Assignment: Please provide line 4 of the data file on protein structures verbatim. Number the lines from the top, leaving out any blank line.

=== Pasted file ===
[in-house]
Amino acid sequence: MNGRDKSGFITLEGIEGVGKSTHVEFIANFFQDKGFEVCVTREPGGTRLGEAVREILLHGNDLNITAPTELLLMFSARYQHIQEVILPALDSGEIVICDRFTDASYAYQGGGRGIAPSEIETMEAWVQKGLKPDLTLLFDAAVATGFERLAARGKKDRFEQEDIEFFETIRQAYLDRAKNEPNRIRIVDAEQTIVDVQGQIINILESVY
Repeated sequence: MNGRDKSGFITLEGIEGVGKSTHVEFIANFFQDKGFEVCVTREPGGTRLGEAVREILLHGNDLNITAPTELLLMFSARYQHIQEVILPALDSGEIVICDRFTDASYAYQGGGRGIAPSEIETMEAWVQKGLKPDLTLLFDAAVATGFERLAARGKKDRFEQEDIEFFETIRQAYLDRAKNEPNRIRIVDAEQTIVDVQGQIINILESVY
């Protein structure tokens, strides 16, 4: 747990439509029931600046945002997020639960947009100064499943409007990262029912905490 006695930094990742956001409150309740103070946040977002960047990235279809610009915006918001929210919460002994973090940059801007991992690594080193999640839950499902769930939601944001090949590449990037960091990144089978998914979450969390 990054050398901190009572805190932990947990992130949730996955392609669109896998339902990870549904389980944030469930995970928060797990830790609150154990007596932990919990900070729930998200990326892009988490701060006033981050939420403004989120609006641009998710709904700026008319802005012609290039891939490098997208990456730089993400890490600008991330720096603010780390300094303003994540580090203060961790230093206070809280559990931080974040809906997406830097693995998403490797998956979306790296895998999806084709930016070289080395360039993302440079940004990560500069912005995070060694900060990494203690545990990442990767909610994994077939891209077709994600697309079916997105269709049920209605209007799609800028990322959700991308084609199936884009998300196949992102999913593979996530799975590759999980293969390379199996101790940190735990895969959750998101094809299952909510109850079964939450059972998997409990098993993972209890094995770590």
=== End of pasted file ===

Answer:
């Protein structure tokens, strides 16, 4: 747990439509029931600046945002997020639960947009100064499943409007990262029912905490 006695930094990742956001409150309740103070946040977002960047990235279809610009915006918001929210919460002994973090940059801007991992690594080193999640839950499902769930939601944001090949590449990037960091990144089978998914979450969390 990054050398901190009572805190932990947990992130949730996955392609669109896998339902990870549904389980944030469930995970928060797990830790609150154990007596932990919990900070729930998200990326892009988490701060006033981050939420403004989120609006641009998710709904700026008319802005012609290039891939490098997208990456730089993400890490600008991330720096603010780390300094303003994540580090203060961790230093206070809280559990931080974040809906997406830097693995998403490797998956979306790296895998999806084709930016070289080395360039993302440079940004990560500069912005995070060694900060990494203690545990990442990767909610994994077939891209077709994600697309079916997105269709049920209605209007799609800028990322959700991308084609199936884009998300196949992102999913593979996530799975590759999980293969390379199996101790940190735990895969959750998101094809299952909510109850079964939450059972998997409990098993993972209890094995770590």